Republicans can sense a powerful issue in lost manufacturing jobs in last few years. And -- as challengers are want to do with an incumbent -- they are putting a lot of blame on President Obama.

There is some truth there. Hundreds of thousands of manufacturing jobs have been lost since Mr. Obama took office in 2009. But the decline in U.S. manufacturing is much more complicated than one president or set of policies.

Jobs are always lost in a recession. More troubling is looking back to the good old days of 2001-2005, when the economy was growing at about a 3 percent annual clip. Even in those days, the numbers were bad and the losses were spread across the country.

In the map below, red counties lost manufacturing jobs in that time period.


There is a lot of red on that map.

 

So then, in the heart of good economic times, during a Republican administration that was very much in favor of lower taxes and easier regulations, manufacturing jobs were still sharply declining in the United States. Why? Because whatever any candidate says, Democrat or Republican, the economic headwinds for U.S. manufacturers are formidable.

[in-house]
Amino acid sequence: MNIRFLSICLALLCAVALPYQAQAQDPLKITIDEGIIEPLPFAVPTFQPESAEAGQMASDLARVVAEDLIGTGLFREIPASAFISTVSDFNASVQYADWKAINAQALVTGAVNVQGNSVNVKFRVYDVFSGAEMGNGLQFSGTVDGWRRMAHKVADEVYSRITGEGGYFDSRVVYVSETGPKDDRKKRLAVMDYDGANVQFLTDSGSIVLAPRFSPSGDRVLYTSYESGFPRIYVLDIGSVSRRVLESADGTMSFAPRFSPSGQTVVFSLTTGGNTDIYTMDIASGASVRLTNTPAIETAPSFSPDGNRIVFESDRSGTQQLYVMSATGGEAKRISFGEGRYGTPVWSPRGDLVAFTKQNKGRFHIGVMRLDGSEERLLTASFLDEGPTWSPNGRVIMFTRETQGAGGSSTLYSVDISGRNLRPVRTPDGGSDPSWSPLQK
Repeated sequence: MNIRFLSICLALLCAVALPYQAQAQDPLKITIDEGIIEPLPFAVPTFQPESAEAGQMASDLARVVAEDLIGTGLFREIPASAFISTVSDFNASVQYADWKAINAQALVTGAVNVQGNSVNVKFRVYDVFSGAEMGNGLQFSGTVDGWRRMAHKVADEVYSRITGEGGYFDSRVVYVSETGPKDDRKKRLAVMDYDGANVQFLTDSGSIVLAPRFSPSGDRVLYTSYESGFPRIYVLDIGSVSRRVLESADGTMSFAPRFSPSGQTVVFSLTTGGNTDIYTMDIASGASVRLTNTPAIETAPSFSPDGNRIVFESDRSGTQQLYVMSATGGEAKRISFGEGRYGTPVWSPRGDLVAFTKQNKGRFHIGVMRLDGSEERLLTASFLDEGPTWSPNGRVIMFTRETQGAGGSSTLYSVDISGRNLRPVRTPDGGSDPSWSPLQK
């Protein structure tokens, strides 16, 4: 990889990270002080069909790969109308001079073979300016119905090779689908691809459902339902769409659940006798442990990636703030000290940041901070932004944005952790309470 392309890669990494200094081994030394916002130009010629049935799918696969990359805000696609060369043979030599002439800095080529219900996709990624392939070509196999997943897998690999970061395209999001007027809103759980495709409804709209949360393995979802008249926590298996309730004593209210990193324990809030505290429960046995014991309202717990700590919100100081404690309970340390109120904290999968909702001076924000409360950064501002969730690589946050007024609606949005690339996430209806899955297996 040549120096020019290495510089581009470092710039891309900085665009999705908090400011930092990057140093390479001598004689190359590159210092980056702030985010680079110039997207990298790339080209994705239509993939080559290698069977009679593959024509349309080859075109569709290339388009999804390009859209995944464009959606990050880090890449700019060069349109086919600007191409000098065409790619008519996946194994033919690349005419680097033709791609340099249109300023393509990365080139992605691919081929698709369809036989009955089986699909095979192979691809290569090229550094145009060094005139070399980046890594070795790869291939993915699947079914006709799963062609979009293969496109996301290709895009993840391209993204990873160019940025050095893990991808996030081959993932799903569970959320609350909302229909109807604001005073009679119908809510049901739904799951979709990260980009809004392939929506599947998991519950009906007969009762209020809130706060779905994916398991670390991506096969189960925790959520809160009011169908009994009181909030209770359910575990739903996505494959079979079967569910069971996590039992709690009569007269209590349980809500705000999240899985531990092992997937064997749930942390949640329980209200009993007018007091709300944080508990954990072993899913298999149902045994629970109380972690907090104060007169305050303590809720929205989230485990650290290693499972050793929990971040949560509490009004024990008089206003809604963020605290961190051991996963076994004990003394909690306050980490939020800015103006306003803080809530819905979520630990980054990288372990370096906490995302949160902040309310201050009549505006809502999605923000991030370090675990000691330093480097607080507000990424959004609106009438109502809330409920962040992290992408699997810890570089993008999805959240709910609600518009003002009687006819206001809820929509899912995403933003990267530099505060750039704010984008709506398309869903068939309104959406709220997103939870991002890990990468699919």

Technology has eliminated jobs in many cases. And growing manufacturing sectors in other countries -- China, India, Brazil -- are producing more of the goods we buy here. By some estimates China may pass the United States in terms of total manufacturing output this year. That would make the U.S. No. 2 in manufacturing output for the first time in 100 years.

And all of that means a sector of the economy we have depended on for decades is not likely to suddenly grow anytime soon.

How the Pain Spread

But some places are feeling it much worse than others. As much as the pain looks spread out on that map, for some places the question of "how do we return manufacturing jobs to the United States" is much more grave.

Consider the chart below showing those 2001-2005 manufacturing declines in Patchwork Nation's 12 county types.